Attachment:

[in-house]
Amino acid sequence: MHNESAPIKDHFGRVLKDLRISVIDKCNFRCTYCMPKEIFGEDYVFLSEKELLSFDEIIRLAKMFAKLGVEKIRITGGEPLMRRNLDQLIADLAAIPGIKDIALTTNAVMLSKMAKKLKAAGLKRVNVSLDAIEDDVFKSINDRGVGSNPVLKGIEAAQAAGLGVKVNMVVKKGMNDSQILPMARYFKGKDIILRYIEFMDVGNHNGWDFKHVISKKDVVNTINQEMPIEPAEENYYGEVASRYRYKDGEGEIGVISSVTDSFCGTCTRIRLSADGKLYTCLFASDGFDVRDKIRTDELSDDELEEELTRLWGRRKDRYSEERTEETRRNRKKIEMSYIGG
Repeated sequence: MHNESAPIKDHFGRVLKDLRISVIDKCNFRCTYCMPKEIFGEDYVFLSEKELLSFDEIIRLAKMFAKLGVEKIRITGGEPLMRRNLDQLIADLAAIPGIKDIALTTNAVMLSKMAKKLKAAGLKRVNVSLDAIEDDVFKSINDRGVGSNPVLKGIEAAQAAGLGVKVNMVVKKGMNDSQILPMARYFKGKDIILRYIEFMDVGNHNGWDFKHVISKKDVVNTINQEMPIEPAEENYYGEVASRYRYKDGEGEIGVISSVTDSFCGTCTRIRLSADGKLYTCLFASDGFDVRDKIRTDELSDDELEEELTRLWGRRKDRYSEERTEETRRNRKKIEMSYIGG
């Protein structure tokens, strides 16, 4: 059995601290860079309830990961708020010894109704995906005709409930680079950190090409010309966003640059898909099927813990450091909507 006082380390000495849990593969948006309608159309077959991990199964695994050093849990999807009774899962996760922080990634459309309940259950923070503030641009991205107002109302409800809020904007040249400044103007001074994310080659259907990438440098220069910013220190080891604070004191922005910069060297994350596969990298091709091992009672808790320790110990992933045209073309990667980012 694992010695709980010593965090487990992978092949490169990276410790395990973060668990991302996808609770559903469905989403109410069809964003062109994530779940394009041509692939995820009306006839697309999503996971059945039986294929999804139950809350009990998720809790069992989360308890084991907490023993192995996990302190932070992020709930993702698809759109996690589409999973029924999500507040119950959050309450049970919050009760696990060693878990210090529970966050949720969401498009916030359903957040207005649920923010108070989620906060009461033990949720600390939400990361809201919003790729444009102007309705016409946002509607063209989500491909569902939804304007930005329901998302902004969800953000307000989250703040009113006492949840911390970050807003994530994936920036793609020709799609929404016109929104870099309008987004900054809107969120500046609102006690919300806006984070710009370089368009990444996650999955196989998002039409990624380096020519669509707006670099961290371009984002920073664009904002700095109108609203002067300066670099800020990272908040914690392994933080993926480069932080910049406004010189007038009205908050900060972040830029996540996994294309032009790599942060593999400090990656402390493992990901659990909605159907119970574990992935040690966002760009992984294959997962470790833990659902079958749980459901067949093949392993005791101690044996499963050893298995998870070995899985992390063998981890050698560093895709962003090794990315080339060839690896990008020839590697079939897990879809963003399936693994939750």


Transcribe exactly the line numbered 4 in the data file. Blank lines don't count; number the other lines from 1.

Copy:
């Protein structure tokens, strides 16, 4: 059995601290860079309830990961708020010894109704995906005709409930680079950190090409010309966003640059898909099927813990450091909507 006082380390000495849990593969948006309608159309077959991990199964695994050093849990999807009774899962996760922080990634459309309940259950923070503030641009991205107002109302409800809020904007040249400044103007001074994310080659259907990438440098220069910013220190080891604070004191922005910069060297994350596969990298091709091992009672808790320790110990992933045209073309990667980012 694992010695709980010593965090487990992978092949490169990276410790395990973060668990991302996808609770559903469905989403109410069809964003062109994530779940394009041509692939995820009306006839697309999503996971059945039986294929999804139950809350009990998720809790069992989360308890084991907490023993192995996990302190932070992020709930993702698809759109996690589409999973029924999500507040119950959050309450049970919050009760696990060693878990210090529970966050949720969401498009916030359903957040207005649920923010108070989620906060009461033990949720600390939400990361809201919003790729444009102007309705016409946002509607063209989500491909569902939804304007930005329901998302902004969800953000307000989250703040009113006492949840911390970050807003994530994936920036793609020709799609929404016109929104870099309008987004900054809107969120500046609102006690919300806006984070710009370089368009990444996650999955196989998002039409990624380096020519669509707006670099961290371009984002920073664009904002700095109108609203002067300066670099800020990272908040914690392994933080993926480069932080910049406004010189007038009205908050900060972040830029996540996994294309032009790599942060593999400090990656402390493992990901659990909605159907119970574990992935040690966002760009992984294959997962470790833990659902079958749980459901067949093949392993005791101690044996499963050893298995998870070995899985992390063998981890050698560093895709962003090794990315080339060839690896990008020839590697079939897990879809963003399936693994939750």